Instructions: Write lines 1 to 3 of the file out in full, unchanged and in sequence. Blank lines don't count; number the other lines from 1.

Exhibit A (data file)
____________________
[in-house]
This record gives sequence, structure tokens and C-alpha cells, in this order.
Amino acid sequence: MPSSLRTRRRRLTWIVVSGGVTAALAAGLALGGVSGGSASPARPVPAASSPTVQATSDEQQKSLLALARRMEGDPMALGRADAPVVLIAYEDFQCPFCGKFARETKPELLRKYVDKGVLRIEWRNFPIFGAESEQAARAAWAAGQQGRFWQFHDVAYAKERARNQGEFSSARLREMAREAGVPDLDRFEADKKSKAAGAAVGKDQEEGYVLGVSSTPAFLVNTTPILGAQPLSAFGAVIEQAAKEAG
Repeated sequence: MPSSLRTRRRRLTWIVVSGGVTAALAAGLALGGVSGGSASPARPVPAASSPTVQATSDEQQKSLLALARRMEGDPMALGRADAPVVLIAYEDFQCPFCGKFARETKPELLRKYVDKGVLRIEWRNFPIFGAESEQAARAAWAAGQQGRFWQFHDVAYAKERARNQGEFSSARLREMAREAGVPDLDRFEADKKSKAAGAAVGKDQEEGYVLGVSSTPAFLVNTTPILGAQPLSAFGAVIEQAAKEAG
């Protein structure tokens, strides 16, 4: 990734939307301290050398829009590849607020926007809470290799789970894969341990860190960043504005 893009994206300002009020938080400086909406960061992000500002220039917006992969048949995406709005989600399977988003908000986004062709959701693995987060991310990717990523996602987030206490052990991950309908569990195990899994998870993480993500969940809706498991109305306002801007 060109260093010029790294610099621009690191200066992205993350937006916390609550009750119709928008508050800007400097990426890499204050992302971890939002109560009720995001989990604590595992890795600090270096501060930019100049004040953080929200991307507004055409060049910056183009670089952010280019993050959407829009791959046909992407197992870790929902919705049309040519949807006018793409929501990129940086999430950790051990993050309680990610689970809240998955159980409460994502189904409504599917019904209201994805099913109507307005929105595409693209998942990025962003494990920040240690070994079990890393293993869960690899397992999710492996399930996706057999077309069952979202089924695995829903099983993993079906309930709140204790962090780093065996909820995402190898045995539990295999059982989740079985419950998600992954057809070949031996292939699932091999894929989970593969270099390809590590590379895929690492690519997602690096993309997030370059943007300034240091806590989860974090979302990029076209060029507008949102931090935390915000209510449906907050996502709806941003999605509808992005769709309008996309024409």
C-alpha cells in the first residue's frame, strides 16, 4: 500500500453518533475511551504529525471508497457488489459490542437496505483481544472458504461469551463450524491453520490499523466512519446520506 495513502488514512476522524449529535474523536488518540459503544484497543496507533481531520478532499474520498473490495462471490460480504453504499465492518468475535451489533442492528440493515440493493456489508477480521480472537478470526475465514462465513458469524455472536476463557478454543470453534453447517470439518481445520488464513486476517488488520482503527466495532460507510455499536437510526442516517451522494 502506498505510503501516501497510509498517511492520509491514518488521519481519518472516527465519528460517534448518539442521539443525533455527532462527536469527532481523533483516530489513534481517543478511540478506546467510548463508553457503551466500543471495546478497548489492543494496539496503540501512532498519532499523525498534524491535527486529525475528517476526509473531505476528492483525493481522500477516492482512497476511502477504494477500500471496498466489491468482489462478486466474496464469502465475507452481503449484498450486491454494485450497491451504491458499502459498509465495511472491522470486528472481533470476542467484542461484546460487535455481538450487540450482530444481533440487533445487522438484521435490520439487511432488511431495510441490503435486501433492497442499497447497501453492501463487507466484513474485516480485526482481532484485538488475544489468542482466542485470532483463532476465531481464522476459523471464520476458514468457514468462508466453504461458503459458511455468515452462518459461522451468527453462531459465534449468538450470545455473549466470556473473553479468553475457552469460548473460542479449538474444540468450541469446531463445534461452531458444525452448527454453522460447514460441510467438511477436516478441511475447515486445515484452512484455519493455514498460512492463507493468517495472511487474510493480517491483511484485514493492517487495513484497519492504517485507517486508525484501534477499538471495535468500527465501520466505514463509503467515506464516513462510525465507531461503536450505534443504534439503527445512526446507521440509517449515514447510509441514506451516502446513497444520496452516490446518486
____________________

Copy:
[in-house]
This record gives sequence, structure tokens and C-alpha cells, in this order.
Amino acid sequence: MPSSLRTRRRRLTWIVVSGGVTAALAAGLALGGVSGGSASPARPVPAASSPTVQATSDEQQKSLLALARRMEGDPMALGRADAPVVLIAYEDFQCPFCGKFARETKPELLRKYVDKGVLRIEWRNFPIFGAESEQAARAAWAAGQQGRFWQFHDVAYAKERARNQGEFSSARLREMAREAGVPDLDRFEADKKSKAAGAAVGKDQEEGYVLGVSSTPAFLVNTTPILGAQPLSAFGAVIEQAAKEAG